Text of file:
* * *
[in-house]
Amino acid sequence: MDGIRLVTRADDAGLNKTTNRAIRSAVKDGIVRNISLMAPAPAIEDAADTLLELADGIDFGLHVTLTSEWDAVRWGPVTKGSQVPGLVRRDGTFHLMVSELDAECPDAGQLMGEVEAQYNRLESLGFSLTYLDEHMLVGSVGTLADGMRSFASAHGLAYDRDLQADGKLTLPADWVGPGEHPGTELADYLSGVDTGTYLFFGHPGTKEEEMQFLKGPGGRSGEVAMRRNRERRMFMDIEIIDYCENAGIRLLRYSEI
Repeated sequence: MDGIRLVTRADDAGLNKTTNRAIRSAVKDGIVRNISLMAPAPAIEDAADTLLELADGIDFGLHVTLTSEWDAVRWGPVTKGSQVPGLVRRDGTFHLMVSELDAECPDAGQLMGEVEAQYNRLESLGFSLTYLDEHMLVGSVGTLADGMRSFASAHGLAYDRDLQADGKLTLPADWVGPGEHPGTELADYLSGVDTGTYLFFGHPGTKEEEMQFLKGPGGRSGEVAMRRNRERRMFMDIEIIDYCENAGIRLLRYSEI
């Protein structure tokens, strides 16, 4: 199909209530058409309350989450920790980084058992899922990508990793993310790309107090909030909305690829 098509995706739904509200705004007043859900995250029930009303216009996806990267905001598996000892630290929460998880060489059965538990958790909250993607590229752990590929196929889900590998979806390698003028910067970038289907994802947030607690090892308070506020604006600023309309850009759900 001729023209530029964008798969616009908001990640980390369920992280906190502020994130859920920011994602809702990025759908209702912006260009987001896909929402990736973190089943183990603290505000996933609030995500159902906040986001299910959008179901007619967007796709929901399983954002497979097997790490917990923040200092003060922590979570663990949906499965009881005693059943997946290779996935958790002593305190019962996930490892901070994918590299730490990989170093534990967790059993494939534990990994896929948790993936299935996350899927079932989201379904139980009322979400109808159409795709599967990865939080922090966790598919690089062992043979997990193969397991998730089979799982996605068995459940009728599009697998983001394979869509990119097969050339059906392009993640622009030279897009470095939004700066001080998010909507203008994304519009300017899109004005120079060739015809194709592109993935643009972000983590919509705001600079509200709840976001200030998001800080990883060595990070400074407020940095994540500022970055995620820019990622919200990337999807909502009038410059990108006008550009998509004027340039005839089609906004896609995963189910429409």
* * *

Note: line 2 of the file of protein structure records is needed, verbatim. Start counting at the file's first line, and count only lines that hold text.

Amino acid sequence: MDGIRLVTRADDAGLNKTTNRAIRSAVKDGIVRNISLMAPAPAIEDAADTLLELADGIDFGLHVTLTSEWDAVRWGPVTKGSQVPGLVRRDGTFHLMVSELDAECPDAGQLMGEVEAQYNRLESLGFSLTYLDEHMLVGSVGTLADGMRSFASAHGLAYDRDLQADGKLTLPADWVGPGEHPGTELADYLSGVDTGTYLFFGHPGTKEEEMQFLKGPGGRSGEVAMRRNRERRMFMDIEIIDYCENAGIRLLRYSEI